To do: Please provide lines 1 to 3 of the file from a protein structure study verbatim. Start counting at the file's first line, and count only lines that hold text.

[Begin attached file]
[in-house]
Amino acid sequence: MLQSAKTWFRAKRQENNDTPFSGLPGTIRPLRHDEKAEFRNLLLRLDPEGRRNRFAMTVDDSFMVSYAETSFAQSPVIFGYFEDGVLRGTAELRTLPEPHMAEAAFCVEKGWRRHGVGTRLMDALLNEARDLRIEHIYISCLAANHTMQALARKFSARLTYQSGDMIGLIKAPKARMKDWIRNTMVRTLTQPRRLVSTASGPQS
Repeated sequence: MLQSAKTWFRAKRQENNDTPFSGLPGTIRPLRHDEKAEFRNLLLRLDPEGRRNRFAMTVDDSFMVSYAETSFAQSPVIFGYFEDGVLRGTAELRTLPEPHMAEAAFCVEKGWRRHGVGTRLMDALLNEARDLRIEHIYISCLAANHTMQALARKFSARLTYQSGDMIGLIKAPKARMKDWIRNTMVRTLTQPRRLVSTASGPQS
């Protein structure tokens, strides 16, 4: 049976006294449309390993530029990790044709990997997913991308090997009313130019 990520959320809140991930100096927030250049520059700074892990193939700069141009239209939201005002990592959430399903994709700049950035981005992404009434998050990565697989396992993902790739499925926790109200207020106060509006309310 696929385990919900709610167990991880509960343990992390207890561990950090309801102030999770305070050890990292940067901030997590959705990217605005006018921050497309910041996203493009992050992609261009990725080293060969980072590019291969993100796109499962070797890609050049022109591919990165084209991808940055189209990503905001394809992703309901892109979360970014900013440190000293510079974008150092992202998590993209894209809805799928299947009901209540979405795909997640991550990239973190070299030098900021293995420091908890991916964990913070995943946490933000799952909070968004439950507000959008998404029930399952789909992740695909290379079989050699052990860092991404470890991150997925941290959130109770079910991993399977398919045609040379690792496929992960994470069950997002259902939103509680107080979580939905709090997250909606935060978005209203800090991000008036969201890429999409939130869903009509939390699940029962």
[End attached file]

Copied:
[in-house]
Amino acid sequence: MLQSAKTWFRAKRQENNDTPFSGLPGTIRPLRHDEKAEFRNLLLRLDPEGRRNRFAMTVDDSFMVSYAETSFAQSPVIFGYFEDGVLRGTAELRTLPEPHMAEAAFCVEKGWRRHGVGTRLMDALLNEARDLRIEHIYISCLAANHTMQALARKFSARLTYQSGDMIGLIKAPKARMKDWIRNTMVRTLTQPRRLVSTASGPQS
Repeated sequence: MLQSAKTWFRAKRQENNDTPFSGLPGTIRPLRHDEKAEFRNLLLRLDPEGRRNRFAMTVDDSFMVSYAETSFAQSPVIFGYFEDGVLRGTAELRTLPEPHMAEAAFCVEKGWRRHGVGTRLMDALLNEARDLRIEHIYISCLAANHTMQALARKFSARLTYQSGDMIGLIKAPKARMKDWIRNTMVRTLTQPRRLVSTASGPQS